[TUHS] The most surprising Unix programs
Grant Taylor
gtaylor at tnetconsulting.net
Sat Mar 21 02:07:39 AEST 2020
+COFF
On 3/20/20 8:03 AM, Noel Chiappa wrote:
> Maybe I'm being clueless/over-asking, but to me it's appalling that
> any college student (at least all who have _any_ math requirement at
> all; not sure how many that is) doesn't know how an RPN calculator
> works.
I'm sure that there are some people, maybe not the corpus you mention,
that have zero clue how an RPN calculator works. But I would expect
anybody with a little gumption to be able to poke a few buttons and
probably figure out the basic operation, or, ask if they are genuinely
confused.
> It's not exactly rocket science, and any reasonably intelligent
> high-schooler should get it extremely quickly; just tell them it's
> just a representational thing, number number operator instead of
> number operator number.
I agree that RPN is not rocket science. And for basic single operation
equations, I think that it's largely interchangeable with infix notation.
However, my experience is, as the number of operations goes up, RPN can
become more difficult to use. This is likely a mental shortcoming on my
part. But it is something that does take tractable mental effort for me
to do.
For example, let's start with Pythagorean Theorem
a² + b² = c²
This is relatively easy to enter in infix notation on a typical
scientific calculator.
However, I have to stop and think about how to enter this on an RPN
calculator. I'll take a swing at this, but I might get it wrong, and I
don't have anything handy to test at the moment.
[a] [enter]
[a] [enter]
[multiply]
[b] [enter]
[b] [enter]
[multiply]
[add]
[square root] # to solve for c
(12 keys)
Conversely infix notation for comparison.
[a]
[square]
[plus]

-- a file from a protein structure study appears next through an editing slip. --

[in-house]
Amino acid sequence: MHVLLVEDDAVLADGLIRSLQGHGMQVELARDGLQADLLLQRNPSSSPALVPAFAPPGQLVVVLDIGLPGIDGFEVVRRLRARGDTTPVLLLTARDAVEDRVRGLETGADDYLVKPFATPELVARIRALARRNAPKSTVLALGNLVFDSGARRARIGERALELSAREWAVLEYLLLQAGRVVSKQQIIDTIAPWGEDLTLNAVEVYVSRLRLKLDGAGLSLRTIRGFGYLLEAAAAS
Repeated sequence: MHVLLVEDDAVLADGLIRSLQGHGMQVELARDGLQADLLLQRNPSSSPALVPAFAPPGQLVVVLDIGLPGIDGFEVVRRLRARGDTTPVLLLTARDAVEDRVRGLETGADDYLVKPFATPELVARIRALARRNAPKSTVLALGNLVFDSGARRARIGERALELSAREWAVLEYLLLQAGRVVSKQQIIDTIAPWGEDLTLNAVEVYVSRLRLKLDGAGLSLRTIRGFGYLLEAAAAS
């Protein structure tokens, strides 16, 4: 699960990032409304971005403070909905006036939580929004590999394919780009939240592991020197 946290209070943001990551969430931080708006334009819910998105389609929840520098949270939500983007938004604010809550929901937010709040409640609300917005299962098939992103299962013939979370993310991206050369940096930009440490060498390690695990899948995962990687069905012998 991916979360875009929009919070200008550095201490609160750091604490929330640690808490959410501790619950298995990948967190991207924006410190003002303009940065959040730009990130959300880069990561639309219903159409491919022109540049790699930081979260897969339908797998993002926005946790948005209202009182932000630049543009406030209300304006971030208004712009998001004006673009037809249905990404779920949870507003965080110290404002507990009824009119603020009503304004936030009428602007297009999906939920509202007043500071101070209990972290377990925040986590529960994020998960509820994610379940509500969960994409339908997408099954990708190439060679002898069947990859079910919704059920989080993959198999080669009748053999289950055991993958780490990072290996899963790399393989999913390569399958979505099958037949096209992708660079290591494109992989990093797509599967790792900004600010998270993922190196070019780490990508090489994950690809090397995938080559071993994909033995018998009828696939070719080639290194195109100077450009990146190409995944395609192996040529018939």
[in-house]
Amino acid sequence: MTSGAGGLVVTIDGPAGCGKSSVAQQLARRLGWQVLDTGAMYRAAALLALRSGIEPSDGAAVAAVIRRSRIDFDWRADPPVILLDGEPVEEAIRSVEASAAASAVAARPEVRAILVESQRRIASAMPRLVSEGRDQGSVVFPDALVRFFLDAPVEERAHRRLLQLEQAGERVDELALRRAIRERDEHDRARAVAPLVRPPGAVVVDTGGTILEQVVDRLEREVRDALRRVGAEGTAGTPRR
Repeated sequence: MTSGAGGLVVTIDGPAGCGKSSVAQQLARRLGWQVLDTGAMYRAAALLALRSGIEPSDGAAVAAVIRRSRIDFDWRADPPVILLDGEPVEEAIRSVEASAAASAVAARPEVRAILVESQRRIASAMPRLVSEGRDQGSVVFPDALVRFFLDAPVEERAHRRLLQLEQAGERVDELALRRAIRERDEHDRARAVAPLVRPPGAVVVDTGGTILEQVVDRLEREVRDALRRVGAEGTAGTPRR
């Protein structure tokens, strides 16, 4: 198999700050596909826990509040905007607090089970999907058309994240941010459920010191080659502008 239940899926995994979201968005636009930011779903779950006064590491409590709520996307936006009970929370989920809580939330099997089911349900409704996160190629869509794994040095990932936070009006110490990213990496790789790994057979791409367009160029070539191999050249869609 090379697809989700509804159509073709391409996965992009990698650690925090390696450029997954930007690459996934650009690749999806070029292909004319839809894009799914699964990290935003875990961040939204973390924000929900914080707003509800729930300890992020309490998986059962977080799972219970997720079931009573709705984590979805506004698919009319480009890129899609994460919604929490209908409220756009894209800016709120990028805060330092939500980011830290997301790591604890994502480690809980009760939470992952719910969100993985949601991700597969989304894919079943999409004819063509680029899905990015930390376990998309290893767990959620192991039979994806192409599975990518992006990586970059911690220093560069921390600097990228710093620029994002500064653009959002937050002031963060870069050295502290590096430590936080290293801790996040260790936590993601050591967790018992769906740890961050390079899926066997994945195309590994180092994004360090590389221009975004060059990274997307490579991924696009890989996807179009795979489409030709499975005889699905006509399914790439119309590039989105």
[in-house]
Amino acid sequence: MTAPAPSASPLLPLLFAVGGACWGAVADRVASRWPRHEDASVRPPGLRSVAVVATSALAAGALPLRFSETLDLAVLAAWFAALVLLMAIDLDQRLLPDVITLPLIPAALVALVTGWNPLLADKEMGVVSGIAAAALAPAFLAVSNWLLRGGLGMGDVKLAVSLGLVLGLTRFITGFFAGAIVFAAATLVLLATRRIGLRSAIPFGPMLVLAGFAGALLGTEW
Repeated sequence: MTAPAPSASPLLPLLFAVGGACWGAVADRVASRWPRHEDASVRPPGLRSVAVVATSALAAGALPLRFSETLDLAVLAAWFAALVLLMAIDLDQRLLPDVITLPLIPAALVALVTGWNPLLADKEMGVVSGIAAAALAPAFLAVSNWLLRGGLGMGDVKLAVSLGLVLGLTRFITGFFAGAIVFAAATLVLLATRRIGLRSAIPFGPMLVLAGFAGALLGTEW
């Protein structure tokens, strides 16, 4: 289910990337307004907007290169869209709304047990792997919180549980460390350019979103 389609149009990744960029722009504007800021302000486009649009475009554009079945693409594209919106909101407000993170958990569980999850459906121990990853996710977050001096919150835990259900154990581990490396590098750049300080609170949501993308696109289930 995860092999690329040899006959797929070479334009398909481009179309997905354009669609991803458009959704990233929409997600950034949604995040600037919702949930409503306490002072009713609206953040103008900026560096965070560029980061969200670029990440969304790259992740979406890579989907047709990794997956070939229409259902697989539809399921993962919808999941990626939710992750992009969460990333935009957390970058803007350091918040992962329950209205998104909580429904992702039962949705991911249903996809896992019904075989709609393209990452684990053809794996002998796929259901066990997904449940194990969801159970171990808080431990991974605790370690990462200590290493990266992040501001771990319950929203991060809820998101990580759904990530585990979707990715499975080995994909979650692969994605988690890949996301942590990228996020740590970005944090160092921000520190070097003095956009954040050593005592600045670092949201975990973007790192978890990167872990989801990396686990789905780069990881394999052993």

[b]
[square]
[square root]
(6 keys)
As I type this, I realize that I'm using higher order operations
(square) in infix than I am in RPN. But that probably speaks to my
ignorance of RPN.
I also realize that this equation does a poor job at demonstrating what
I'm trying to convey. — Or perhaps what I'm trying to convey is
incorrect. — I had to arrange sub-different parts of the equation so
that their results ended up together on the stack for them to be the
targets of the operation. I believe this (re)arrangement of the
equation is where most of my mental load / objection comes from with
RPN. I feel like I have to process the equation before I can tell the
calculator to compute the result for me. I don't feel like I have this
burden with infix notation.
Aside: I firmly believe that computers are supposed to do our bidding,
not the other way around. s/computers/calculators/
> I know it's not a key intellectual skill, but it does seem to me to
> be part of comon intellectual heritage that everyone should know,
> like musical scales or poetry rhyming. Have you ever considered
> taking two minutes (literally!) to cover it briefly, just 'someone
> tried to borrow my RPN calculator, here's the basic idea of how they
> work'?
I'm confident that 80% of people, more of the corpus you describe, could
use an RPN calculator to do simple equations. But I would not be
surprised if many found that the re-arrangement of equations to being
RPN friendly would simply forego the RPN calculator for simpler
arithmetic operations.
I think some of it is a mental question: Which has more mental load,
doing the annoying arithmetic or re-arranging to use RPN.
I believe that for the simpler of the arithmetic operations, RPN is
going to be more difficult.
All of this being said, I'd love to have someone lay out points and / or
counterpoints to my understanding.
--
Grant. . . .
unix || die
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